As for BTUs, one watt is equal to 3.412 BTUs. So, the 38 watts of a candle multiplied by 3.412 comes out to about 130 BTUs.
Will This Homemade Heater Kill Me?
While it’s definitely safer to use than the can heater, it’s not without its flaws. The inner terra cotta pot will get very hot while the outer pot will get between very warm to hot. Either way, it’s not something you want to have children or pets around.
The use of a loaf pan or bricks also doesn’t look very appealing nor is it completely stable. If your candle and pot set up isn’t out of the way, you’ll likely bump into it and knock the pots over of tip the candles out of the pan.
Just like the can heater, you likely won’t have an issue with fumes, but you should open a window a tiny bit just to be on the safe side.
Too Long, Didn’t Read
Building a homemade heater is a good way to supplement your heat, but it’s not the best way to solve your heating problem. For the alcohol can heater and the terra cotta pot heater, they will warm up a room to a certain extent, but they won’t provide reliable high heat output. You’d have to use a bigger can and more alcohol or more pots and candles to increase the heat, which may require a little more venting. Electric space heaters do offer reliable and higher heat output, as well added safety measures (depending on the type of heater you’re buying).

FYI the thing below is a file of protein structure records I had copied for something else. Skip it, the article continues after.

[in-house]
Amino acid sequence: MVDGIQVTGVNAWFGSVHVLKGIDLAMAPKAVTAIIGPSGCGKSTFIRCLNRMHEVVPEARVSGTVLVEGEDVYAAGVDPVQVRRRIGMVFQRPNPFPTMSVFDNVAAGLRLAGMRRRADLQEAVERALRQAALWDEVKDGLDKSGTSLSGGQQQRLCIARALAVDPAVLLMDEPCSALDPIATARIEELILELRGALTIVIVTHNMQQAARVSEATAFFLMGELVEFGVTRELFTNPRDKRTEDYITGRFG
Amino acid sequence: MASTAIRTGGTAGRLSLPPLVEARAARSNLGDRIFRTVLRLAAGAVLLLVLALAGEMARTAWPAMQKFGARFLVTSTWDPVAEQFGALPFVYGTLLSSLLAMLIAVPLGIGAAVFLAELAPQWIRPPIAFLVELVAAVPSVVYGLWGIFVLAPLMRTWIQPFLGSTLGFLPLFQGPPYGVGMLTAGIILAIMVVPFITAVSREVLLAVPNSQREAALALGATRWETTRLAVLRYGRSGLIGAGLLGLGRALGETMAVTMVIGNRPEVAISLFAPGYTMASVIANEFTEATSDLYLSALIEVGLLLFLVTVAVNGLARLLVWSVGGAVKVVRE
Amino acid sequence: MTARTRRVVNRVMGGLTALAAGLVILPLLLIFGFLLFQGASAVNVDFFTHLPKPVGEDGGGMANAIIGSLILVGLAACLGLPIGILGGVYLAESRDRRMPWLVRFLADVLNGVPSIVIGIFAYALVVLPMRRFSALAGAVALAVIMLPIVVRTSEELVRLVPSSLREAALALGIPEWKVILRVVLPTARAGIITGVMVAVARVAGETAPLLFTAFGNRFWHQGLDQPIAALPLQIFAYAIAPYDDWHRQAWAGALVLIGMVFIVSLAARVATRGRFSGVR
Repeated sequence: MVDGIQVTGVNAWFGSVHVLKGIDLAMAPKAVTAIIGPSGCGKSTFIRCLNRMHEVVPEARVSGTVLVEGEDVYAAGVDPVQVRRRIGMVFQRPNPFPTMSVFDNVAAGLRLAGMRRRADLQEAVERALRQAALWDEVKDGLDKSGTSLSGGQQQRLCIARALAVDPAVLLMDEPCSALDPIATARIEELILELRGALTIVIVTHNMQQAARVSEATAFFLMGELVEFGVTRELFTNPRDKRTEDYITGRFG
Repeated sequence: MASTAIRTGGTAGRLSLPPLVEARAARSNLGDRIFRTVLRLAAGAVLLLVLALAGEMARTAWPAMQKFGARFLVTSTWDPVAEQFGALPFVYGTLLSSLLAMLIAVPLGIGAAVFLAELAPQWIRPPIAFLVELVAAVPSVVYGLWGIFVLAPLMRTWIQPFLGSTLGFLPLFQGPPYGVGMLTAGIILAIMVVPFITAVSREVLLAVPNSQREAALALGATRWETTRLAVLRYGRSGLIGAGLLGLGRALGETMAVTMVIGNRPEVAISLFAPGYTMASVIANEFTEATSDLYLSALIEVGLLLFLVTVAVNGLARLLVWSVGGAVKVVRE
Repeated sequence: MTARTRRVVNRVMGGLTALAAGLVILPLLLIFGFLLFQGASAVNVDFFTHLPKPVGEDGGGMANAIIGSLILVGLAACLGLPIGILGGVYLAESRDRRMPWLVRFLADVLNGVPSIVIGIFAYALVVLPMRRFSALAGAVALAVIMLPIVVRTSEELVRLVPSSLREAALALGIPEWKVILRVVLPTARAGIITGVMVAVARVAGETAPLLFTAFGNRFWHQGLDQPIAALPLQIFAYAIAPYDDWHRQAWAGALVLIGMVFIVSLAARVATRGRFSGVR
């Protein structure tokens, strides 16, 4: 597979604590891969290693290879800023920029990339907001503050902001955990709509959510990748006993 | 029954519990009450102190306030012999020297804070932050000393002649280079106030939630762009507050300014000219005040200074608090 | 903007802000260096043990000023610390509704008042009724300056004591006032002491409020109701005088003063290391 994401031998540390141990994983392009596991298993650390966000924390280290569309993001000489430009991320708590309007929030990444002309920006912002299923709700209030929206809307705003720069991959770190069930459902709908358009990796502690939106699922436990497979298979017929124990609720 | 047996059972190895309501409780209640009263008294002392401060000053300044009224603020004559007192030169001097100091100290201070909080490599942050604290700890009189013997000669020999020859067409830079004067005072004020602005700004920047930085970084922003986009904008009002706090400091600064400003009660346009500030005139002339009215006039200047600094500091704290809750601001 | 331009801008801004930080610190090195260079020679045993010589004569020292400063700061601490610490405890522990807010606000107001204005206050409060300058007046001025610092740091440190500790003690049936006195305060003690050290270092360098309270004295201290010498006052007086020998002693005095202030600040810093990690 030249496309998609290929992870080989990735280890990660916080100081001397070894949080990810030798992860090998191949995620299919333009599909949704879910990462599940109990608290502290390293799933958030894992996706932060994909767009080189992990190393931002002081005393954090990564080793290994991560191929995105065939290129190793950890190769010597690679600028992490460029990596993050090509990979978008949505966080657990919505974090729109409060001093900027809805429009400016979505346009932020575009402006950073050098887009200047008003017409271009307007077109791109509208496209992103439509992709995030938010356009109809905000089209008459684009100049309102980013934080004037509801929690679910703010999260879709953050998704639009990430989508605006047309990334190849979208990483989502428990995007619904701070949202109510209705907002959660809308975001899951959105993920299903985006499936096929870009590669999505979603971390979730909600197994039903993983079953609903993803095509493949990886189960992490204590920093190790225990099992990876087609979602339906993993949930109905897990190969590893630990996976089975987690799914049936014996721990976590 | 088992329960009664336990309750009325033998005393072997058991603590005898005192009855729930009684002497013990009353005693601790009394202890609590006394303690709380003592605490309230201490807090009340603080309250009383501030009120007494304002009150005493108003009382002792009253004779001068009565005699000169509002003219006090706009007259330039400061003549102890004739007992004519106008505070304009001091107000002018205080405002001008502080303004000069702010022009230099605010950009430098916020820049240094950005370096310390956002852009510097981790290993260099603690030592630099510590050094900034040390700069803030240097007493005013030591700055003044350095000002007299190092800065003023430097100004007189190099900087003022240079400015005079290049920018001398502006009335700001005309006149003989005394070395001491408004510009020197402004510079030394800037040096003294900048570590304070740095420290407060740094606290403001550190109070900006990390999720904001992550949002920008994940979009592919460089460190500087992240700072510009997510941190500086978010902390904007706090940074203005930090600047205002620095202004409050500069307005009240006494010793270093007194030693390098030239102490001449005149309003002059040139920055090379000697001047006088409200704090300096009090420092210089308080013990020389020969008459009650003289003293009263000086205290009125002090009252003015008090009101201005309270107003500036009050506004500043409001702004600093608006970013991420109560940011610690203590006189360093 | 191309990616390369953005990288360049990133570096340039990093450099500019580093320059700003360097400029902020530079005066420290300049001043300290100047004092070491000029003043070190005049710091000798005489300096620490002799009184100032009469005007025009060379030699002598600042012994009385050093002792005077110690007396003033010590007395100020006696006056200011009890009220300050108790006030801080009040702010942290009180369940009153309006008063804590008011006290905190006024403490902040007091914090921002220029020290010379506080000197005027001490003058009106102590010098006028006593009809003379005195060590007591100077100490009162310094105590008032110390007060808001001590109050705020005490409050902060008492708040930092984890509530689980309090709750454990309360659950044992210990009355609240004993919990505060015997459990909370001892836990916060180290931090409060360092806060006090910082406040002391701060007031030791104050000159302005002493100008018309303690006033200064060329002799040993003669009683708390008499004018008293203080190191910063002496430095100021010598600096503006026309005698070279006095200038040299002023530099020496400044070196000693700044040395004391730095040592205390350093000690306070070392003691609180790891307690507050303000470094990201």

|Alcohol TP Can||Terra Cotta Candles||NewAir AH-400|
|Watts||NA||38 per candle||400|
|BTUs||13,000 per LB (99%)||130 per candle||1,365|
|Heat Type||Radiant||Convection||Convection, Radiant|
|Hot to Touch||Yes||Yes||Yes|
There are a lot of different model heaters that range in wattage usage and BTU output that should be considered while you regrow your eyebrows after making an alcohol can heater. The NewAir AH-400 Low Watt Oil Filled Underdesk Heater, for instance, uses 400 watts and produces 1,365 BTUs to about 40 square feet. That’s comparable to the alcohol can and terra cotta pot heaters in coverage and it won’t run up your energy bill as high as a 1,500 watt space heater.
The AH-400 will also warm up much quicker than those homemade heaters, which take 30 to 60 minutes to warm up the room a few degrees. Homemade heaters won’t allow you to walk around in your underwear during the winter, but it will take the edge off a bit during cold nights.